“I don’t have any friends coming—”

“Did you bring an air mattress?”


Air mattress.

“Um, no, but—”

She interrupts. “Exactly. Where are they going to sleep?”

“The Breakfast Room,” I joke.

“We don’t serve breakfast anymore.”

“Yes, I’ve heard.” Just to appease her, I play along and ask, “Well, what’s the price of this deluxe room?”

“The Deluxe or the Superior Deluxe?”

“Whatever one has the fold-out couch.”

“Both our Superior Deluxe and Premium Deluxe have fold-out couches, but the Superior Deluxe includes bottled water and—”

“The movie rental, yes, I know.” Okay, yeah, I’m frustrated here, and it’s begun to show. Sue me.

“Our Superior Deluxe also has an extra 50 square feet over our Premium Deluxe and Large Small Deluxe rooms,” she chirps.

“Well, give me a quote on all these.”

“You got it!” She types in some information. “Okay, currently, the room you’re staying in, the Large Small Deluxe, comes out at $150 USD. The Superior Deluxe—which includes a complementary bottle of water, movie rental, and 50 extra square feet—comes out at $300 USD.”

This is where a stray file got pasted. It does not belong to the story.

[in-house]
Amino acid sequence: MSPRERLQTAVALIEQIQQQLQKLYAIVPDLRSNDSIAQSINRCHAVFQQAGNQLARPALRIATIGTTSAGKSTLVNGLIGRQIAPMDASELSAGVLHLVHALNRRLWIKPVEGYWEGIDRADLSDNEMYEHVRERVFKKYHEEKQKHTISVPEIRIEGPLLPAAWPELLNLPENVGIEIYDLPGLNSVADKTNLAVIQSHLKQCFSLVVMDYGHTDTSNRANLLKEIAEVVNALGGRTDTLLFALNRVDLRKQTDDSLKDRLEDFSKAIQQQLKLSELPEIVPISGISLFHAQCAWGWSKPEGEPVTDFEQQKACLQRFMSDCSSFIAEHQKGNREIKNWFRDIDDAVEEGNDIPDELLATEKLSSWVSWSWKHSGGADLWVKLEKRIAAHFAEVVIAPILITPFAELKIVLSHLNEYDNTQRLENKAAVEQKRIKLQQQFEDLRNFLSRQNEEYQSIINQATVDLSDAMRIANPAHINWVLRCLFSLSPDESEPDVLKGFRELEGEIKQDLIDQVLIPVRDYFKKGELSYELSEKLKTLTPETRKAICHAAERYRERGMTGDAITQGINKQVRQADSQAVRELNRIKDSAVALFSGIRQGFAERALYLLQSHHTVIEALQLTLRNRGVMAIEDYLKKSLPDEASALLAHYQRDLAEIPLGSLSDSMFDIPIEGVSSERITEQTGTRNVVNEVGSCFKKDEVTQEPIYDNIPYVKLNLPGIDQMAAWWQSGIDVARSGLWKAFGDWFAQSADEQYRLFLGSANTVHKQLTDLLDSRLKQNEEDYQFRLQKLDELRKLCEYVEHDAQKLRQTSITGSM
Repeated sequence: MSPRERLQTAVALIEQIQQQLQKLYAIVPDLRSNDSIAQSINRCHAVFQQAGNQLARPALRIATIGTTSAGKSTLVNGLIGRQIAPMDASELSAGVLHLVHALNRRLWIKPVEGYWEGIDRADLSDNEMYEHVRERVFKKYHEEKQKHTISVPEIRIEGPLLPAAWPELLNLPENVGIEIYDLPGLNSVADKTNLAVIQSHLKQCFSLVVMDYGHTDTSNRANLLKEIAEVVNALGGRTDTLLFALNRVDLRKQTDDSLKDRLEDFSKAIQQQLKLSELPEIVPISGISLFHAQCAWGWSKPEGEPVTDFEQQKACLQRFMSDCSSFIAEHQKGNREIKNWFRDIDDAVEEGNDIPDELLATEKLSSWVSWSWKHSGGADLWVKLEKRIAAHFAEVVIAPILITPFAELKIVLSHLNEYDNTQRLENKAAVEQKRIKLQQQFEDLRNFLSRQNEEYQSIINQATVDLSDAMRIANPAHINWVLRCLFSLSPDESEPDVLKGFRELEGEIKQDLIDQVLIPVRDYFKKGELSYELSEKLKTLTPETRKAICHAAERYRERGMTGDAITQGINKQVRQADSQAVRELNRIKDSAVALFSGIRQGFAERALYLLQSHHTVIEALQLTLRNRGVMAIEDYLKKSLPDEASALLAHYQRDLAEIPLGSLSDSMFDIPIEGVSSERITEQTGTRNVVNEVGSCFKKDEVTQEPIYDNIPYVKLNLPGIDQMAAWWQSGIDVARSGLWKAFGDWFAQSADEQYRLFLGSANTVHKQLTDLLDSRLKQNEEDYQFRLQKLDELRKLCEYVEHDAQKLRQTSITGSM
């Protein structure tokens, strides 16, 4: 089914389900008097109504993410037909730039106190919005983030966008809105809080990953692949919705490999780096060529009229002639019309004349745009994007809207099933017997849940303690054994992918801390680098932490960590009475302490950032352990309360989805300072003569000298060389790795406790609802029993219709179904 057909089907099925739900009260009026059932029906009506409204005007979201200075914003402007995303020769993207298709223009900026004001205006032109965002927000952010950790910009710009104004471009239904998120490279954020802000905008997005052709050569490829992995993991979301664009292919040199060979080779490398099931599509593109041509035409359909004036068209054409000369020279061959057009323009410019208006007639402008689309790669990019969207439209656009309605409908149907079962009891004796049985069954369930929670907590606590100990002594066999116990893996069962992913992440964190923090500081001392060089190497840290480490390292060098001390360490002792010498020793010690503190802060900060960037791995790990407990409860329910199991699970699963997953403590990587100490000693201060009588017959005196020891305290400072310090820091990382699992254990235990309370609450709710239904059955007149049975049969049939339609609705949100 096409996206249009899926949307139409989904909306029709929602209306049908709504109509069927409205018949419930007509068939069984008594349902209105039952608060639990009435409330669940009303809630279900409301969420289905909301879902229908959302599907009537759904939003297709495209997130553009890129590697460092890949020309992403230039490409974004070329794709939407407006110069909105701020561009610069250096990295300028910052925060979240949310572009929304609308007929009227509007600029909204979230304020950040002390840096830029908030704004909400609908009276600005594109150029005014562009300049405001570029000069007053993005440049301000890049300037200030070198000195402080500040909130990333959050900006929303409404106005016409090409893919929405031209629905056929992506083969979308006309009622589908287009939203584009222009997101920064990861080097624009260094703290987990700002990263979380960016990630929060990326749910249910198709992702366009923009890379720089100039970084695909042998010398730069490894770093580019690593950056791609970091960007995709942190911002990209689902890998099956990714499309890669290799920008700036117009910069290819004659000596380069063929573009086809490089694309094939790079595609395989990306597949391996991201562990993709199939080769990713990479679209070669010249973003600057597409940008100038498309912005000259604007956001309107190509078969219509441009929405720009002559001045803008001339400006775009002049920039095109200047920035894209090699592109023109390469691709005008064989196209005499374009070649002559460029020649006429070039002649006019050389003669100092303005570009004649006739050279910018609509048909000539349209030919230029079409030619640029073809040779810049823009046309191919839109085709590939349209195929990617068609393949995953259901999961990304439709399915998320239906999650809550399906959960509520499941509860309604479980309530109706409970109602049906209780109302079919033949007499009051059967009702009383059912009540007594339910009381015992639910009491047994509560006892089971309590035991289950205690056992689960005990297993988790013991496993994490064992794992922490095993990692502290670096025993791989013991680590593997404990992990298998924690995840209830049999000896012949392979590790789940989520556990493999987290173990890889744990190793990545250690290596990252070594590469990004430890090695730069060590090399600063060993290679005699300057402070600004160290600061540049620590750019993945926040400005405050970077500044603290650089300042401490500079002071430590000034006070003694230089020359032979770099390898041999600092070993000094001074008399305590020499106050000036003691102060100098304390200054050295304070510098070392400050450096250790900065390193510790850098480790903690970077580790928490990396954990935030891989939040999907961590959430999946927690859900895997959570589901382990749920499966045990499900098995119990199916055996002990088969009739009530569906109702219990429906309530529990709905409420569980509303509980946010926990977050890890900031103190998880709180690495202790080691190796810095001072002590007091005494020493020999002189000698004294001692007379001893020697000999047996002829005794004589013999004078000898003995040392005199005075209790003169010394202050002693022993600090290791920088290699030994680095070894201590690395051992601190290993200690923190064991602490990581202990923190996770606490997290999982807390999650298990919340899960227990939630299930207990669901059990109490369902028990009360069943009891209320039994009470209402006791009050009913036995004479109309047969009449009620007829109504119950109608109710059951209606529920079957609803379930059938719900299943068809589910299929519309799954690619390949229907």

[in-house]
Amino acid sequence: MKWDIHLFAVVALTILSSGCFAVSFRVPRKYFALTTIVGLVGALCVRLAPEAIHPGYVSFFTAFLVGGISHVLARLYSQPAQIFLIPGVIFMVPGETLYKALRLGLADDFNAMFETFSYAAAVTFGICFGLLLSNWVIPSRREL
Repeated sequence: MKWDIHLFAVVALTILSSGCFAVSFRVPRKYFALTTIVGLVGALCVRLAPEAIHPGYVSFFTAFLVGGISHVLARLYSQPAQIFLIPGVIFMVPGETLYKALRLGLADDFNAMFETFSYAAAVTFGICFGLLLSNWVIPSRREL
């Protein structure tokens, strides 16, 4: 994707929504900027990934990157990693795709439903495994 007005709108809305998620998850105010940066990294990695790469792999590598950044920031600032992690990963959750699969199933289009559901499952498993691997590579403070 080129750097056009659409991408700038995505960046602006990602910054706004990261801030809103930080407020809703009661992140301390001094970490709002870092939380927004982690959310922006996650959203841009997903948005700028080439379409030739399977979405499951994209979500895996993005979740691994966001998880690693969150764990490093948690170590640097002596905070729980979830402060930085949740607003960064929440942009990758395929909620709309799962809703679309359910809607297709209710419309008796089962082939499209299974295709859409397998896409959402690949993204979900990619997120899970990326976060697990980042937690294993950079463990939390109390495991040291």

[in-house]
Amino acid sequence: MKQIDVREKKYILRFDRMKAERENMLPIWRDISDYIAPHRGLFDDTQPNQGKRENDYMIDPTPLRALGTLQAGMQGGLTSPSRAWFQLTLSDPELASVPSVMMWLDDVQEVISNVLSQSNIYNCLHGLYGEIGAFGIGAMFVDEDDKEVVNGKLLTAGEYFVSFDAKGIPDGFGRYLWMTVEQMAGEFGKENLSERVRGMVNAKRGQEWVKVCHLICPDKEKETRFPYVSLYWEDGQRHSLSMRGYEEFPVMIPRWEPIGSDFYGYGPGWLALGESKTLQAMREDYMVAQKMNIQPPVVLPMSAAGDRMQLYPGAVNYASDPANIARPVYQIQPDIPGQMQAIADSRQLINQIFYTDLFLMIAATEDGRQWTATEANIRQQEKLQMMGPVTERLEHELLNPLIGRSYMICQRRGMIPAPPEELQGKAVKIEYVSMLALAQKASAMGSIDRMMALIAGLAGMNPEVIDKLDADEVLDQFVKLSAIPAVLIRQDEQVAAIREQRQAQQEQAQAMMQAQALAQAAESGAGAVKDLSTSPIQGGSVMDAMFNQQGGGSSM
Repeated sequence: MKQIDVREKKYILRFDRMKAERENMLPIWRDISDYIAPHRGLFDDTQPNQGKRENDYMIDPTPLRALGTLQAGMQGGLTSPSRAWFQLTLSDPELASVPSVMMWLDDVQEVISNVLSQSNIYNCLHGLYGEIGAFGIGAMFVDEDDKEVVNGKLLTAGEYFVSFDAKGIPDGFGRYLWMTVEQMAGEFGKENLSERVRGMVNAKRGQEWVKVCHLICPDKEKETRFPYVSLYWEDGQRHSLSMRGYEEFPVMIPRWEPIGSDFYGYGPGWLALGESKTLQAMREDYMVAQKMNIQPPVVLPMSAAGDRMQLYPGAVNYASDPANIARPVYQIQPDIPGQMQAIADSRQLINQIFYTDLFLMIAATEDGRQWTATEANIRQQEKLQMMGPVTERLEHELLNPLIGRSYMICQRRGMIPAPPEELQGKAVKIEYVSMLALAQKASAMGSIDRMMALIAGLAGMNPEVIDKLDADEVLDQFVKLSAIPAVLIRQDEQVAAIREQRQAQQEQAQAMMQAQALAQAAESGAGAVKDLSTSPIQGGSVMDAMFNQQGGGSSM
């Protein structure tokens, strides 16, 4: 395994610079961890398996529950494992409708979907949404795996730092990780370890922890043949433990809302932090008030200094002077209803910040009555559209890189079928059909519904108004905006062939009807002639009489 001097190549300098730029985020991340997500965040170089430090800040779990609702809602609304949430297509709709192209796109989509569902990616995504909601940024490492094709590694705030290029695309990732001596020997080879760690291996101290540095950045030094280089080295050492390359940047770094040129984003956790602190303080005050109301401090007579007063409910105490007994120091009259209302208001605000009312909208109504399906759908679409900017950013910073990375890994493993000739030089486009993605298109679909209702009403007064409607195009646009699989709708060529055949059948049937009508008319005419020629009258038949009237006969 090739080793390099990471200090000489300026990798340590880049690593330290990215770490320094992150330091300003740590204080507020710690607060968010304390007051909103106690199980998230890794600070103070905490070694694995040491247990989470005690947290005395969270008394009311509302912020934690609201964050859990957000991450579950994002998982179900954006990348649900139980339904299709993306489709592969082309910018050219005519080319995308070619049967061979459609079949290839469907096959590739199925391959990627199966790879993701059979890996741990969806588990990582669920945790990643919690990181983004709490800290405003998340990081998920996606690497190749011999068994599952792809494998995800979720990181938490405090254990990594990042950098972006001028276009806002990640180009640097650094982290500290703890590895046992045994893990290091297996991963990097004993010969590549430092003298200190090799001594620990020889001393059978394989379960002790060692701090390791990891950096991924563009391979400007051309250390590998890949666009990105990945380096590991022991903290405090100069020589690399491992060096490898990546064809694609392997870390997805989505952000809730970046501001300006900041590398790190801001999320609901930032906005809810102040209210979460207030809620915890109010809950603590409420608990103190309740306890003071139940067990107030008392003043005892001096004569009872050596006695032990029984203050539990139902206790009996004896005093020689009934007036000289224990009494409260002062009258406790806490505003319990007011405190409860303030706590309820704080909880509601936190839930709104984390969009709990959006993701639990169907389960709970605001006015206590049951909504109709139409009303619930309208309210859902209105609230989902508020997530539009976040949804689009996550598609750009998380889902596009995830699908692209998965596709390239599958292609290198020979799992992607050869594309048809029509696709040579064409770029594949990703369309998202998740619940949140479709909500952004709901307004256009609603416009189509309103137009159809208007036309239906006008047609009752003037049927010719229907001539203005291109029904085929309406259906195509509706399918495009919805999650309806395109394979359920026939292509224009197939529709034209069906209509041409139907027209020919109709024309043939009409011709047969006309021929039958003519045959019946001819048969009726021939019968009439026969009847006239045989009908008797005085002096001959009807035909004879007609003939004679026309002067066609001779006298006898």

“So it’s double the cost of my deluxe-whatever room just for a bottle of water? Jeez, I’d think for that kind of money, you could at least supply free refills.”

“It also includes a movie and—”

“Yes, I know, the extra square feet.” Was it bad that a part of me wanted to strangle her? “Well, I think I can live without the leg room.”

“Can I at least price the Premium Deluxe for you? That’s the same as the Large Small Deluxe but with a fold-out couch. I promise you won’t regret it.”